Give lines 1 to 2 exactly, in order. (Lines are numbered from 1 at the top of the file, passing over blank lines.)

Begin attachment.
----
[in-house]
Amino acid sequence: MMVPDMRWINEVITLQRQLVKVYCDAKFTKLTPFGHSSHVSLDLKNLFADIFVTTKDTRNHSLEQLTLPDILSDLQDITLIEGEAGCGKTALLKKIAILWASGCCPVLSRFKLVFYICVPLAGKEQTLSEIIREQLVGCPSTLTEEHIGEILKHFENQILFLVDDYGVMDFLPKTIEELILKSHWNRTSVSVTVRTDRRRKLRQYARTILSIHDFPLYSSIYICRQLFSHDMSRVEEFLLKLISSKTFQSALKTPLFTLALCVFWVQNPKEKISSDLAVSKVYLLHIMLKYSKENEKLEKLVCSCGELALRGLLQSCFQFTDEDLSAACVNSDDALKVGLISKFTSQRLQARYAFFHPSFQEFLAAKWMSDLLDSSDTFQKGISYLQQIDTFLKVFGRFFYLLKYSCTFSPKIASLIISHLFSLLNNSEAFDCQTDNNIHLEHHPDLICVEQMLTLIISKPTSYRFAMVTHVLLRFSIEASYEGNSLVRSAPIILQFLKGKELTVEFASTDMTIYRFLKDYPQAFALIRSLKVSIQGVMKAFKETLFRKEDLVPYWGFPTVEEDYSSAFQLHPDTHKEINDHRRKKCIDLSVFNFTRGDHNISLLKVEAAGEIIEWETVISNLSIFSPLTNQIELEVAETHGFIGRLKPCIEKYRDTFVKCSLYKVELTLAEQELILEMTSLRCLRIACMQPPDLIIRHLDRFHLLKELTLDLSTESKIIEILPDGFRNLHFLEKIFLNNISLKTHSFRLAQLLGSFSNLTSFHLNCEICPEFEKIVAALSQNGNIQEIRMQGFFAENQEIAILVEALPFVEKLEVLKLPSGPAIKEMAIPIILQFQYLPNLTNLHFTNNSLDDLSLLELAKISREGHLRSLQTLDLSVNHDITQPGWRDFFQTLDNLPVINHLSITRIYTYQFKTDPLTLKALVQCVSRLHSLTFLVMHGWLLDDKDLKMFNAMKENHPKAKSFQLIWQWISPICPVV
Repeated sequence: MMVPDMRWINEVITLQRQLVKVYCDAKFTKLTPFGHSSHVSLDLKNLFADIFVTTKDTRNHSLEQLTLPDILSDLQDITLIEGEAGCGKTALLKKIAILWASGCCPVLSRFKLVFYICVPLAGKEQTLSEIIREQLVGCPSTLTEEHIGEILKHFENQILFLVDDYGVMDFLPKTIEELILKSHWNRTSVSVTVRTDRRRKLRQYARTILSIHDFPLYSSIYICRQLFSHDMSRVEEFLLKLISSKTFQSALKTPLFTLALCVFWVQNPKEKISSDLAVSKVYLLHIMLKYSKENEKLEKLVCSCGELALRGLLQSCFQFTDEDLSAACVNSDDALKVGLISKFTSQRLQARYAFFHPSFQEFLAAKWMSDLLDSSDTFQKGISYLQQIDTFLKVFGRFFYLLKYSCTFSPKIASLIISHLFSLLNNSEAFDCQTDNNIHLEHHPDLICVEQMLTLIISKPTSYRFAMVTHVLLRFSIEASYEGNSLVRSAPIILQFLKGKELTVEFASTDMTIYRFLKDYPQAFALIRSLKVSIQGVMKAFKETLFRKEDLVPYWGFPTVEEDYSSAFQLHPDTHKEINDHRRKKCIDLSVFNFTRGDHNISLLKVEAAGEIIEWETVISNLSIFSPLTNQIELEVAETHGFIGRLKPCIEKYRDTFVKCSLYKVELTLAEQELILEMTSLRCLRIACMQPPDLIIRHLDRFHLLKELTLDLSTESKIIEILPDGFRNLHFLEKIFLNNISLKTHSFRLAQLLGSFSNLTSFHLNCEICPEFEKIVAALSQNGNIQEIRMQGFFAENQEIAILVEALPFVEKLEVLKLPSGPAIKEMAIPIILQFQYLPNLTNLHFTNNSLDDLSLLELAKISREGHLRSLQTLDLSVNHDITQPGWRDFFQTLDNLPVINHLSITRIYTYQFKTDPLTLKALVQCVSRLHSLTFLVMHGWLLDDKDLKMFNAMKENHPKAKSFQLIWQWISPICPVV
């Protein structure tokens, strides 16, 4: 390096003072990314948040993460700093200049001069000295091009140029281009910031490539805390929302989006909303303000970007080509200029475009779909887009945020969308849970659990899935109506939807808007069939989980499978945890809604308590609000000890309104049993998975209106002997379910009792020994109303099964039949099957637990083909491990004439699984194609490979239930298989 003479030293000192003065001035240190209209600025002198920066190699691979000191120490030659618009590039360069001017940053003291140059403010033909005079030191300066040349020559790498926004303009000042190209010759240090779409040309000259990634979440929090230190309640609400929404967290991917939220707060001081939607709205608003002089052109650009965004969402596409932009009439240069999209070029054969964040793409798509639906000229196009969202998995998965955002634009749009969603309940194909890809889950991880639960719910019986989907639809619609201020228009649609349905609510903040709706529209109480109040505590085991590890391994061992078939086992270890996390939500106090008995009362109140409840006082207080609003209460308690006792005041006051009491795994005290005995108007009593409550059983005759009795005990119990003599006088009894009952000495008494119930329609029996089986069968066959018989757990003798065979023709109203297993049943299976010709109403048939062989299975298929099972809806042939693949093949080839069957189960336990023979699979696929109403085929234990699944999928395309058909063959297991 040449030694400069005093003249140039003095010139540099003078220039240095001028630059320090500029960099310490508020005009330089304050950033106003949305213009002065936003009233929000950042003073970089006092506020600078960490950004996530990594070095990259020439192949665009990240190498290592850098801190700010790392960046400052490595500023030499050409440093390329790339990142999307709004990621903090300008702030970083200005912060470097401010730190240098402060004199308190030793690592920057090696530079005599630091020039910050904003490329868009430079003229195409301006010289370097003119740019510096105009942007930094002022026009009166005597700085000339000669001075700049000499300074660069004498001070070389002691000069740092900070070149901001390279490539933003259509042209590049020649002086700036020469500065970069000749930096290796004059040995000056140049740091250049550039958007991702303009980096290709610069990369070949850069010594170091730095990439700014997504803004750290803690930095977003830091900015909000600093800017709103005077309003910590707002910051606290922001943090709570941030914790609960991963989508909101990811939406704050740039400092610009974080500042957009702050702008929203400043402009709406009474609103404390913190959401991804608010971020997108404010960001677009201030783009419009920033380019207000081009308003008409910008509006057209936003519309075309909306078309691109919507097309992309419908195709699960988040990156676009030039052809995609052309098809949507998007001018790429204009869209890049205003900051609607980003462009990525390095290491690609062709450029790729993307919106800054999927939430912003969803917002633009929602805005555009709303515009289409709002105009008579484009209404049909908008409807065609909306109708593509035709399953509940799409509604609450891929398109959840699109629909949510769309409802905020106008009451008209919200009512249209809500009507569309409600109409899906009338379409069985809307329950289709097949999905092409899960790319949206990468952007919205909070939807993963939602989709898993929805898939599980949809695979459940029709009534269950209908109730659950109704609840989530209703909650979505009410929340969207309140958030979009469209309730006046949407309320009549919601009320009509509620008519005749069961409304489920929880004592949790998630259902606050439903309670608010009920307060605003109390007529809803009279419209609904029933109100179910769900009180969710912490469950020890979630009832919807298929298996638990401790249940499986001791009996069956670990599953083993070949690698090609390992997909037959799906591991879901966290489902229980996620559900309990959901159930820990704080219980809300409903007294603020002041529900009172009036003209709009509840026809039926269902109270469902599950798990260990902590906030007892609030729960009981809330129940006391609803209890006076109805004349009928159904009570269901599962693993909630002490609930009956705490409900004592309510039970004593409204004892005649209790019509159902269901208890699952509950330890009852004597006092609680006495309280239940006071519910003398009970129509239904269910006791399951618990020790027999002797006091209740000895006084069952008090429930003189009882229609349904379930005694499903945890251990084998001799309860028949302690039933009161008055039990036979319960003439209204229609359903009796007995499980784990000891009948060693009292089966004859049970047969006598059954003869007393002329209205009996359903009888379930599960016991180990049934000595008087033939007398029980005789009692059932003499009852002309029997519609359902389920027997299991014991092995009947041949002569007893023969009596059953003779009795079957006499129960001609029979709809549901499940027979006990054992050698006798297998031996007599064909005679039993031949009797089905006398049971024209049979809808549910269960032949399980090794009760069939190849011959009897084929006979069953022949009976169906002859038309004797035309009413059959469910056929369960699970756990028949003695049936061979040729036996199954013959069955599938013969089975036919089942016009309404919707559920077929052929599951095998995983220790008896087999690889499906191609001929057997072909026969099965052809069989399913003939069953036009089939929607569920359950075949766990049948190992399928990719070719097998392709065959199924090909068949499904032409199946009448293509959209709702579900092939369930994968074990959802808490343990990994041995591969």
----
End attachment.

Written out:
[in-house]
Amino acid sequence: MMVPDMRWINEVITLQRQLVKVYCDAKFTKLTPFGHSSHVSLDLKNLFADIFVTTKDTRNHSLEQLTLPDILSDLQDITLIEGEAGCGKTALLKKIAILWASGCCPVLSRFKLVFYICVPLAGKEQTLSEIIREQLVGCPSTLTEEHIGEILKHFENQILFLVDDYGVMDFLPKTIEELILKSHWNRTSVSVTVRTDRRRKLRQYARTILSIHDFPLYSSIYICRQLFSHDMSRVEEFLLKLISSKTFQSALKTPLFTLALCVFWVQNPKEKISSDLAVSKVYLLHIMLKYSKENEKLEKLVCSCGELALRGLLQSCFQFTDEDLSAACVNSDDALKVGLISKFTSQRLQARYAFFHPSFQEFLAAKWMSDLLDSSDTFQKGISYLQQIDTFLKVFGRFFYLLKYSCTFSPKIASLIISHLFSLLNNSEAFDCQTDNNIHLEHHPDLICVEQMLTLIISKPTSYRFAMVTHVLLRFSIEASYEGNSLVRSAPIILQFLKGKELTVEFASTDMTIYRFLKDYPQAFALIRSLKVSIQGVMKAFKETLFRKEDLVPYWGFPTVEEDYSSAFQLHPDTHKEINDHRRKKCIDLSVFNFTRGDHNISLLKVEAAGEIIEWETVISNLSIFSPLTNQIELEVAETHGFIGRLKPCIEKYRDTFVKCSLYKVELTLAEQELILEMTSLRCLRIACMQPPDLIIRHLDRFHLLKELTLDLSTESKIIEILPDGFRNLHFLEKIFLNNISLKTHSFRLAQLLGSFSNLTSFHLNCEICPEFEKIVAALSQNGNIQEIRMQGFFAENQEIAILVEALPFVEKLEVLKLPSGPAIKEMAIPIILQFQYLPNLTNLHFTNNSLDDLSLLELAKISREGHLRSLQTLDLSVNHDITQPGWRDFFQTLDNLPVINHLSITRIYTYQFKTDPLTLKALVQCVSRLHSLTFLVMHGWLLDDKDLKMFNAMKENHPKAKSFQLIWQWISPICPVV